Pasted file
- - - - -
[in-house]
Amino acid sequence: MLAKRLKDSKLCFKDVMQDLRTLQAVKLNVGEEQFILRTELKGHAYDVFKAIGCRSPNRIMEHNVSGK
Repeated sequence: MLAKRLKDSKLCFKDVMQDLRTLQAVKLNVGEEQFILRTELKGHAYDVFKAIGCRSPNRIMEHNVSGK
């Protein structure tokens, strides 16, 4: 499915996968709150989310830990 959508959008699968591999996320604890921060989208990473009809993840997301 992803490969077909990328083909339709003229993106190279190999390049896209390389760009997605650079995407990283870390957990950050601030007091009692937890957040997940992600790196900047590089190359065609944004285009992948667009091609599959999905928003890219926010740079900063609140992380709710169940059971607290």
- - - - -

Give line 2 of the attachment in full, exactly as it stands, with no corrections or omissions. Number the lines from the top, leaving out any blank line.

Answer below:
Amino acid sequence: MLAKRLKDSKLCFKDVMQDLRTLQAVKLNVGEEQFILRTELKGHAYDVFKAIGCRSPNRIMEHNVSGK